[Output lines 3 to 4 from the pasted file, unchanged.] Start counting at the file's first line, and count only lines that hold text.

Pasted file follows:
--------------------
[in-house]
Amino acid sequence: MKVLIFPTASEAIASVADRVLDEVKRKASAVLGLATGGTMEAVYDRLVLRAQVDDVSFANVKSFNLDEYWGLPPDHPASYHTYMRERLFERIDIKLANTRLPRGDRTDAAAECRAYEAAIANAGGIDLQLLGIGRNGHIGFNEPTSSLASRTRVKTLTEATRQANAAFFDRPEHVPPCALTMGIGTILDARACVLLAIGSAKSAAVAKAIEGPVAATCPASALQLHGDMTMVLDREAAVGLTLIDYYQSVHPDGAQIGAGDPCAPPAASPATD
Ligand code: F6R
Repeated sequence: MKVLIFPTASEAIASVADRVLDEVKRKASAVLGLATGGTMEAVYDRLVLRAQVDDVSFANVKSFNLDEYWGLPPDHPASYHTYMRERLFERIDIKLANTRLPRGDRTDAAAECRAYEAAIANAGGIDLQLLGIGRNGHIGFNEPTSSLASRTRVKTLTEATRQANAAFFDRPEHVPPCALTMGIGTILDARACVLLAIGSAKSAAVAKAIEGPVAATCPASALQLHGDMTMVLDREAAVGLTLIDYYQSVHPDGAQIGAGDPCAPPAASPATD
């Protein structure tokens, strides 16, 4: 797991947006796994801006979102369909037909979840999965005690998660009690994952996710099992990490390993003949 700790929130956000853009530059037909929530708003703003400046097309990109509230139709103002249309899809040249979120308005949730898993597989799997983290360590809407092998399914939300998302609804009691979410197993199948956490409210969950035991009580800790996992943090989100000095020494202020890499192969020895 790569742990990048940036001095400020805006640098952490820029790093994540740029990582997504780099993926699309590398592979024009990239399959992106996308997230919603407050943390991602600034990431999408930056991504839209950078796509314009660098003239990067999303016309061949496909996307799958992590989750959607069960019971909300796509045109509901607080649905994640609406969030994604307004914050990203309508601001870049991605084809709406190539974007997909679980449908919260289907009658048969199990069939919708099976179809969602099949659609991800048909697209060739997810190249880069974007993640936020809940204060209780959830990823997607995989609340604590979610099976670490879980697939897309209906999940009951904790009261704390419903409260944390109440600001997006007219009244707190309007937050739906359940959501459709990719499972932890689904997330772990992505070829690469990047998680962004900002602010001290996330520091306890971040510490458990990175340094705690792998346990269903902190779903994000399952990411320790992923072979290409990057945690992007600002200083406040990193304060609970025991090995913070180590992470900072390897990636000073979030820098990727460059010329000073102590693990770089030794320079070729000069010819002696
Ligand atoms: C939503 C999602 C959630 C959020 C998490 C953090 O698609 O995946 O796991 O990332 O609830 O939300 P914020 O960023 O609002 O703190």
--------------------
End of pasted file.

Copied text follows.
Ligand code: F6R
Repeated sequence: MKVLIFPTASEAIASVADRVLDEVKRKASAVLGLATGGTMEAVYDRLVLRAQVDDVSFANVKSFNLDEYWGLPPDHPASYHTYMRERLFERIDIKLANTRLPRGDRTDAAAECRAYEAAIANAGGIDLQLLGIGRNGHIGFNEPTSSLASRTRVKTLTEATRQANAAFFDRPEHVPPCALTMGIGTILDARACVLLAIGSAKSAAVAKAIEGPVAATCPASALQLHGDMTMVLDREAAVGLTLIDYYQSVHPDGAQIGAGDPCAPPAASPATD